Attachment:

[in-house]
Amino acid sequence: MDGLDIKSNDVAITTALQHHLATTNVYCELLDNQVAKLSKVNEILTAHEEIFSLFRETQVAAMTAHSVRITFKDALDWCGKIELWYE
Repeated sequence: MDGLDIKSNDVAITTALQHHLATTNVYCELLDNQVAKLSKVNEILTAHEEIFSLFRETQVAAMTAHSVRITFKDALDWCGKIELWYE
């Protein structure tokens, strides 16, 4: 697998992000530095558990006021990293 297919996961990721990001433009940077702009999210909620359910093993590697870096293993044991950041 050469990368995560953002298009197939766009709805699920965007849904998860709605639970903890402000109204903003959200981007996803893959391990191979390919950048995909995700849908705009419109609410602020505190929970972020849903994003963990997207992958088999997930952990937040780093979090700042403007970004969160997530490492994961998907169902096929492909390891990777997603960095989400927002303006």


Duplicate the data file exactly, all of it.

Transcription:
[in-house]
Amino acid sequence: MDGLDIKSNDVAITTALQHHLATTNVYCELLDNQVAKLSKVNEILTAHEEIFSLFRETQVAAMTAHSVRITFKDALDWCGKIELWYE
Repeated sequence: MDGLDIKSNDVAITTALQHHLATTNVYCELLDNQVAKLSKVNEILTAHEEIFSLFRETQVAAMTAHSVRITFKDALDWCGKIELWYE
């Protein structure tokens, strides 16, 4: 697998992000530095558990006021990293 297919996961990721990001433009940077702009999210909620359910093993590697870096293993044991950041 050469990368995560953002298009197939766009709805699920965007849904998860709605639970903890402000109204903003959200981007996803893959391990191979390919950048995909995700849908705009419109609410602020505190929970972020849903994003963990997207992958088999997930952990937040780093979090700042403007970004969160997530490492994961998907169902096929492909390891990777997603960095989400927002303006």